Coral Sea and Midway Reconsidered

A fresh look

The Pacific In WWII

By the end of April 1942, the war in the Pacific had reached a tipping point. Though the physical damage was negligible, Japanese pride had been severely stung by the Doolittle Raid. At the same time, the Americans were contemplating their next moves to counter probable Japanese actions. Just what those actions would be was a matter of grave speculation on behalf of the Allies…sort of.

In the past few decades, much has been made of the American penetration of Japanese codes. While these breakthroughs were certainly important, the damage they did to the Japanese is somewhat nebulous, but not because the Allies knew what the Japanese were up to and when, but more because it revealed something of the samurai leadership’s mindset.

Japan’s military leadership was told that their fleet codes were compromised in February 1942, when submarine I-124—sunk 20 January 1942—was sunk more or less intact on the north coast of Australia and divers were able to remove the codebooks. Confirmation of this wasn’t until a long-range raid killed Yamamoto Isoroku out of Guadalcanal in 1943, but rumors were abounding before that.

What is not generally appreciated is that the Japanese didn’t much care if their codes were compromised or not—and in the event, they were not. The Allies had tried to get the code books in the submarine but couldn’t get in. That’s not what they told the salvage crews, who had a Japanese spy among them who duly reported what the Allies wanted them to report.

Japanese cryptographic operations had penetrated American diplomatic codes in the 1930s and had some successes with Russian, Chinese, British and French codes as well. Despite this, the Japanese often disregarded information based on intercepts if they did not align themselves with current plans and assumptions. In other words, if the Japanese had known that the Americans knew of their intentions around the Coral Sea and Midway, it likely wouldn’t have mattered to the Japanese at all.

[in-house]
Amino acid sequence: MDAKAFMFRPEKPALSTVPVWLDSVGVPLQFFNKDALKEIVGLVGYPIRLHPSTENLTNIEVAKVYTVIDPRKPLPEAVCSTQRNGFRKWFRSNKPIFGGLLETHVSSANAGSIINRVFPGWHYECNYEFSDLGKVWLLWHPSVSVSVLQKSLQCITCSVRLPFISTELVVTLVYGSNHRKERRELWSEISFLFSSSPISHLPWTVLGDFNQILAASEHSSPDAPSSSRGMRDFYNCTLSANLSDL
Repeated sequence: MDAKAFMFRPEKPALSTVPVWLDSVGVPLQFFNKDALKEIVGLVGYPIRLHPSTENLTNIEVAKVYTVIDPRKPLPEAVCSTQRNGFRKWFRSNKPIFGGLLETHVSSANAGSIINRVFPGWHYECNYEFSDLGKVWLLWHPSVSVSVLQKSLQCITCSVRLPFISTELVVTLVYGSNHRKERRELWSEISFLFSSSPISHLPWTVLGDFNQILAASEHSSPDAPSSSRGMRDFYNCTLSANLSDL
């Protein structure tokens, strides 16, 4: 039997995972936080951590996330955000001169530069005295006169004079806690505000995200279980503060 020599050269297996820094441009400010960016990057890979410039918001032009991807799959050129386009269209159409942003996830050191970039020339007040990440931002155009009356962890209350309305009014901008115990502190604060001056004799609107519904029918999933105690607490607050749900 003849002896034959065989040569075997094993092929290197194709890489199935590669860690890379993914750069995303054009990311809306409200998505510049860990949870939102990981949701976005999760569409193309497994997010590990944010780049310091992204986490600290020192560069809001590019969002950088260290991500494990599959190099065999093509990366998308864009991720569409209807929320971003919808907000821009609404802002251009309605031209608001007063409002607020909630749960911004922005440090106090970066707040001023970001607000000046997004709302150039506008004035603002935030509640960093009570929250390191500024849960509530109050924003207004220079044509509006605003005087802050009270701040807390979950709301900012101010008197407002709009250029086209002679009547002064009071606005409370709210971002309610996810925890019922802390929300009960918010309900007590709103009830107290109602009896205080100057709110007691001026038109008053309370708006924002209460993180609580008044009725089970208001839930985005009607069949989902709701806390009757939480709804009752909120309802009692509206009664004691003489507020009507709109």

This peculiar character quirk of the Japanese leadership needs to be remembered as the events surrounding May and June of 1942 are reconsidered.

The Coral Sea battle was triggered by the Japanese offensive against Port Moresby on the southern coast of New Guinea. To support that effort, and to further isolate Australia from the United States, the Japanese landed a small force on the Solomons island of Tulagi on 3 May 1942. While Tulagi lacked the large central plain that Guadalcanal to the south had, it was adequate for a seaplane base, and it was that seaplane base that excited the Allies so much. Japanese seaplanes were as capable of dropping bombs as a B-17 and had the range to reach New Caledonia. Their advance into the Solomons was an expedient, only a springboard for further movement: the IJN barely had the resources to put a thousand fighting men into Tulagi and Guadalcanal that spring.